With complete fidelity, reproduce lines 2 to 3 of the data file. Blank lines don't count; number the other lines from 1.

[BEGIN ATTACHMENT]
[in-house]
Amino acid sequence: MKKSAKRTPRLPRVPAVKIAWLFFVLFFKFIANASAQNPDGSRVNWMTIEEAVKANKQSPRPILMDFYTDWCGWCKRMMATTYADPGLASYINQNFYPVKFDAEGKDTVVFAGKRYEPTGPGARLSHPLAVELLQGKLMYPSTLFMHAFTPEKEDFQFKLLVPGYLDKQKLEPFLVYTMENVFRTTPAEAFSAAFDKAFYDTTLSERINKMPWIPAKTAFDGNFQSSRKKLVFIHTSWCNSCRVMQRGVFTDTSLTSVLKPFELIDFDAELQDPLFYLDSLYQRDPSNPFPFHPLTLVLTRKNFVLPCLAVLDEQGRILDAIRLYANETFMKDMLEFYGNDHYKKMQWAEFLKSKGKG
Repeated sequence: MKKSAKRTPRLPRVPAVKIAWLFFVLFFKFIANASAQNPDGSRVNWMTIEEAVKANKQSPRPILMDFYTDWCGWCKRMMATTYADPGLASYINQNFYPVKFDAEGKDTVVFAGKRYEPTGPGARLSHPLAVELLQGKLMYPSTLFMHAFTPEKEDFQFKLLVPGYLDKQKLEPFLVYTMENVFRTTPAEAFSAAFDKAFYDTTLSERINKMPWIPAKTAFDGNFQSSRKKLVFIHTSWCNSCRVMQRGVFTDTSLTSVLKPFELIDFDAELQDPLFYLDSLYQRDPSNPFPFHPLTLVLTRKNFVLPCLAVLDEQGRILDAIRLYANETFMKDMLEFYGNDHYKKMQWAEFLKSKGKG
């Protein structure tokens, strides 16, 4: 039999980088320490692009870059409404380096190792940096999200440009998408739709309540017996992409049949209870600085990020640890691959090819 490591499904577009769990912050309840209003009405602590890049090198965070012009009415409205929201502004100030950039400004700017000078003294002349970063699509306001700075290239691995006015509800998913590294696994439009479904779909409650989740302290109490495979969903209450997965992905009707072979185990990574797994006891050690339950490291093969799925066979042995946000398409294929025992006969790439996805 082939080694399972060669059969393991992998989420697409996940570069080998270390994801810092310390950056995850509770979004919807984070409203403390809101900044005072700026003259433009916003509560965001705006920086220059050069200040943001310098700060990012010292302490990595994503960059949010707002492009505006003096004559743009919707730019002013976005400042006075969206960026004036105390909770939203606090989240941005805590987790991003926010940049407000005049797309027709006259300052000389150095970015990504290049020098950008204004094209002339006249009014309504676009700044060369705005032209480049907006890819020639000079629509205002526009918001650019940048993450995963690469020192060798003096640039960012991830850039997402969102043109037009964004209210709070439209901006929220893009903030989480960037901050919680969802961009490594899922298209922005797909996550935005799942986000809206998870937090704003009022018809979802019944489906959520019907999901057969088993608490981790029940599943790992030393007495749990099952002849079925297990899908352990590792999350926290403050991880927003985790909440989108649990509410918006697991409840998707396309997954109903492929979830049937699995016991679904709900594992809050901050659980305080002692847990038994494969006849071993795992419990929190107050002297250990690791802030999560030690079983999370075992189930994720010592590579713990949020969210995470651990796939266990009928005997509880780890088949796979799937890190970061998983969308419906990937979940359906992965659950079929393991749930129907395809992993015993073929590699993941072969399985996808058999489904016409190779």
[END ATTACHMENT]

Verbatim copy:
Amino acid sequence: MKKSAKRTPRLPRVPAVKIAWLFFVLFFKFIANASAQNPDGSRVNWMTIEEAVKANKQSPRPILMDFYTDWCGWCKRMMATTYADPGLASYINQNFYPVKFDAEGKDTVVFAGKRYEPTGPGARLSHPLAVELLQGKLMYPSTLFMHAFTPEKEDFQFKLLVPGYLDKQKLEPFLVYTMENVFRTTPAEAFSAAFDKAFYDTTLSERINKMPWIPAKTAFDGNFQSSRKKLVFIHTSWCNSCRVMQRGVFTDTSLTSVLKPFELIDFDAELQDPLFYLDSLYQRDPSNPFPFHPLTLVLTRKNFVLPCLAVLDEQGRILDAIRLYANETFMKDMLEFYGNDHYKKMQWAEFLKSKGKG
Repeated sequence: MKKSAKRTPRLPRVPAVKIAWLFFVLFFKFIANASAQNPDGSRVNWMTIEEAVKANKQSPRPILMDFYTDWCGWCKRMMATTYADPGLASYINQNFYPVKFDAEGKDTVVFAGKRYEPTGPGARLSHPLAVELLQGKLMYPSTLFMHAFTPEKEDFQFKLLVPGYLDKQKLEPFLVYTMENVFRTTPAEAFSAAFDKAFYDTTLSERINKMPWIPAKTAFDGNFQSSRKKLVFIHTSWCNSCRVMQRGVFTDTSLTSVLKPFELIDFDAELQDPLFYLDSLYQRDPSNPFPFHPLTLVLTRKNFVLPCLAVLDEQGRILDAIRLYANETFMKDMLEFYGNDHYKKMQWAEFLKSKGKG